Skip to main content

Syria war: The love of my life disappeared six years ago, but still I cling to hope

Adequate punishment for crimes committed in Syria may never happen, yet we must not give up on justice
"My heart breaks every step of every day that I walk without Samira," writes Syrian writer and novelist Yassin al-Haj Saleh

As the decade comes to a close, I am faced with the dark truth that we live in a world far worse than we did 10 years ago - worse even than we dare admit to ourselves. 

You may think that I say this because the love of my life was forcibly disappeared from me six years ago by Jaysh al-Islam, an extremist organisation in Syria. Indeed, my heart breaks every step of every day that I walk without Samira. Pain of this kind should not be experienced by any human being. 

My country's story 

Samira and three of her friends - Razan Zaitouneh, Wael Hammadeh, and Nazem Hammadi - were snatched from their office by Jaysh al-Islam in Douma, Eastern Ghouta, in 2013. They were examining evidence of war crimes when they were abducted, never to be seen again. 

I do not exclude the worst scenarios about the fate of Samira, Razan, Wael and Nazem. I am not in a state of denial, but they are alive as long as the opposite is not proven. Samira is alive as long as I am living. I have written letters to her. 

Absence is a constant in my life, but it also describes the world and its condition today

It so happens that I am a writer, and I am writing a story: my story, my beloved’s story, my country’s story, and a story of the world. It is a tragic one indeed, but I do not succumb to victimhood. We are not alone, and we are by no means weak.

Now, I am in the midst of a battle against nihilist Islamist groups and the genocidal regime of Syrian President Bashar al-Assad. The superpowers that have made life in Syria and the Middle East impossible are equally my enemies. What are we to do now that those with the most power in the world are devoid of the most instinctive of characteristics, compassion?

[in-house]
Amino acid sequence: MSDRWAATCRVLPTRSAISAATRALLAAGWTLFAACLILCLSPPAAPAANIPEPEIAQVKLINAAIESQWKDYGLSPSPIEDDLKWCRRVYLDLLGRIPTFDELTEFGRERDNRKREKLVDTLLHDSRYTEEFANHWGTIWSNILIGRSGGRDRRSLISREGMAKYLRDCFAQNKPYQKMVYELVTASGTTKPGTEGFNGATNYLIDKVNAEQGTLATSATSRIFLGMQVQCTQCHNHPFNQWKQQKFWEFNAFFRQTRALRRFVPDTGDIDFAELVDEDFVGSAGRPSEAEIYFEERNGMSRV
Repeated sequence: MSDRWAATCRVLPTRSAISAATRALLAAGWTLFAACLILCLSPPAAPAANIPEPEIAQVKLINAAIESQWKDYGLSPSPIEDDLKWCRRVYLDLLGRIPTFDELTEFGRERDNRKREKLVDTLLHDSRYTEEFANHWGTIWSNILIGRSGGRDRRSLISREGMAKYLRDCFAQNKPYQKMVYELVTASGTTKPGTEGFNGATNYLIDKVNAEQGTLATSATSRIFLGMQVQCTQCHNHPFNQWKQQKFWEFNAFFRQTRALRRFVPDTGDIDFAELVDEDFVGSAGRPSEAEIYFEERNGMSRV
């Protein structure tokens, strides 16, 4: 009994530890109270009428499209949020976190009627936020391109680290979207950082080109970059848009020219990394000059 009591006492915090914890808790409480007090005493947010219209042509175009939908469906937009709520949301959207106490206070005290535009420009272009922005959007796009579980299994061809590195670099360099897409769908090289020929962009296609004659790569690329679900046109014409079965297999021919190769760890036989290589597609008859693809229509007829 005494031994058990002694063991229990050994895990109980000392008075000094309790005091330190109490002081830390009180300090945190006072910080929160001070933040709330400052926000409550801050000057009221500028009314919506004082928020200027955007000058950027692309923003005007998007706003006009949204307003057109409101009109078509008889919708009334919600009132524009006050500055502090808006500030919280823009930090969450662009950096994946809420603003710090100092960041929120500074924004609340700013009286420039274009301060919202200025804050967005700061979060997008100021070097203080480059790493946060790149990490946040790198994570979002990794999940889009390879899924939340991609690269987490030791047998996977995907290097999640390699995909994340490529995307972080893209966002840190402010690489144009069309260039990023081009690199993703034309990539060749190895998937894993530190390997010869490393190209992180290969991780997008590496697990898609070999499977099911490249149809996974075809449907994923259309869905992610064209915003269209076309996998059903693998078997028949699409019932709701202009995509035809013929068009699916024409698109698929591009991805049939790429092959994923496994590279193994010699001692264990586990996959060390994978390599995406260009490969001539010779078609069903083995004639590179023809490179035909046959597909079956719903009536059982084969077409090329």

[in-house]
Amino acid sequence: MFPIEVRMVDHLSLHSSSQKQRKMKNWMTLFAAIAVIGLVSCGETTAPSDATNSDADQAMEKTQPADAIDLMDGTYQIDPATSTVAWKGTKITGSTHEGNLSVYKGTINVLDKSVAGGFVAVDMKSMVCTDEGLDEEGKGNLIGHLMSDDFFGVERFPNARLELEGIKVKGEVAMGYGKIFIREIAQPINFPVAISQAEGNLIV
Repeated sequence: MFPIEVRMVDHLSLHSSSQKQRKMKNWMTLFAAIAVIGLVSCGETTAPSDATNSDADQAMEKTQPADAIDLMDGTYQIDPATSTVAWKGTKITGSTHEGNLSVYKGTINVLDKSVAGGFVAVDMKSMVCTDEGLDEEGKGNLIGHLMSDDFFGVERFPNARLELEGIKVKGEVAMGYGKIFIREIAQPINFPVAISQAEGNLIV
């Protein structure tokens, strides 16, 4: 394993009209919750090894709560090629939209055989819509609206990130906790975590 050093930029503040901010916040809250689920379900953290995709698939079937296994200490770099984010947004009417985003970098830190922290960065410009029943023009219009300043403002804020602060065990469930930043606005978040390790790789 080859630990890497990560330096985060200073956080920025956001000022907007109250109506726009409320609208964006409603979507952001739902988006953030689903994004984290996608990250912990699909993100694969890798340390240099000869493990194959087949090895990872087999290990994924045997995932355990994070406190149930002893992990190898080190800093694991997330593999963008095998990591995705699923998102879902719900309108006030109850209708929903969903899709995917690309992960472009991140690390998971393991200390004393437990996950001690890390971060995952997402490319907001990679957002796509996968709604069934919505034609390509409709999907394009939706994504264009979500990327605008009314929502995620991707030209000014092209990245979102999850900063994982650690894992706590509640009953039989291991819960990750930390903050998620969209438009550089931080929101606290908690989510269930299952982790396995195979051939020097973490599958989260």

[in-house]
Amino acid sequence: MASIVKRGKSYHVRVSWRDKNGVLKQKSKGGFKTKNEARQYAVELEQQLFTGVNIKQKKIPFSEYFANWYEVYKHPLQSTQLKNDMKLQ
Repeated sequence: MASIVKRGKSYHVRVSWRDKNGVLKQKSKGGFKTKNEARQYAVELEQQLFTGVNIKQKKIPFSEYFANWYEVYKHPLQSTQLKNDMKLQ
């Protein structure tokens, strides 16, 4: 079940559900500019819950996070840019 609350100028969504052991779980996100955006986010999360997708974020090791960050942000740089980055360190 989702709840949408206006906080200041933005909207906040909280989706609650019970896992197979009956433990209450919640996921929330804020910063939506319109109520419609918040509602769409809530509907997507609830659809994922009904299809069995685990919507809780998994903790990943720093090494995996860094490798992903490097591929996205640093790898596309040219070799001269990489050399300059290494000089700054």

Samira is a big element of my identity. I am the partner of this disappeared woman; I am Samira’s husband. I am Samira in her absence. Absence is a constant in my life, but it also describes the world and its condition today. 

Holding criminals accountable

Today, Jaysh al-Islam fights for Turkey in its plan to create conditions of a never ending civil war in the northeastern part of Syria. In six years, we have not even come close to an investigation into my wife’s disappearance. 

Samira al-Khalil went missing along with lawyer Razan Zaitouneh and others on 9 December, 2013
Samira al-Khalil went missing along with lawyer Razan Zaitouneh and others on 9 December, 2013 (Photo credit: Mohammed Abdullah - Artino)

The same can be said of tens of thousands of other people who are missing after being illegally arrested by the Syrian regime or abducted by the Islamic State. It’s a disgrace that should shake every human being seeking a fair and just world, but such people do not hold the power in our new reality. 

Review: A trip into the dark heart of Syria
Read More »

Those who love and care are the millions out on the streets calling for change; the dedicated, brave humanitarians giving their lives to help others; the writers and journalists risking death to expose the truth; the beautiful strangers who send me messages of solidarity and support. It is those who are taking to the streets in Iraq and Lebanon, as these courageous uprisings honour our slaughtered revolution. 

Look to Syria now, Bashar al-Assad has not only clung to power, but is seemingly accepted and tolerated as he continues to abduct, torture and bomb his citizens, including children. 

If Syria is to have any future at all, criminals must be held accountable for their crimes. What does it say about our world when heads of state are allowed to commit atrocities on a mass scale and get away with it?

The search for justice

At night, when I cannot sleep, I struggle to understand what justice could possibly exist for those who snatch talented, brilliant people from their lovers’ arms and leave us without answers - only the horror of endless, torturous possibilities. 

But of all things, we must never give up on justice. Adequate punishment for crimes committed in Syria may never happen, but we must collectively work towards it with great effort and purpose. 

We have been crushed, true - but we create meaning from suffering

Samira’s absence is a big loss, but she is my motivation to go on, and to go deep, in this desperate struggle for freedom, human dignity and justice. At the final hour of 2019, it is time for the United Nations and Turkey to take concrete steps to uncover the fate of my wife, our friends and the tens of thousands of others who have gone missing. 

For me, 2020 is another beginning, and I have always looked for beginnings to step up struggles- and find them. We have been crushed, true - but we create meaning from suffering. We struggle to the end, hope needs us as much as we need it.

Our powerful enemies do not feel safe and secure unless we surrender ourselves to despair. Despair is their friend, hope is ours. I know that Samira wants me to keep on fighting.

I will.

The views expressed in this article belong to the author and do not necessarily reflect the editorial policy of Middle East Eye.

Yassin al-Haj Saleh
Yassin al-Haj Saleh is a Syrian writer and former political prisoner. The author of seven books on Syria, Jail, contemporary Islam and intellectual culture. A founding member of and regular writer for Aljumhuriya collective https://www.aljumhuriya.net/ar, which issues an electronic magazine, with materials in Arabic and English abut Syria and the world. Based now in Berlin.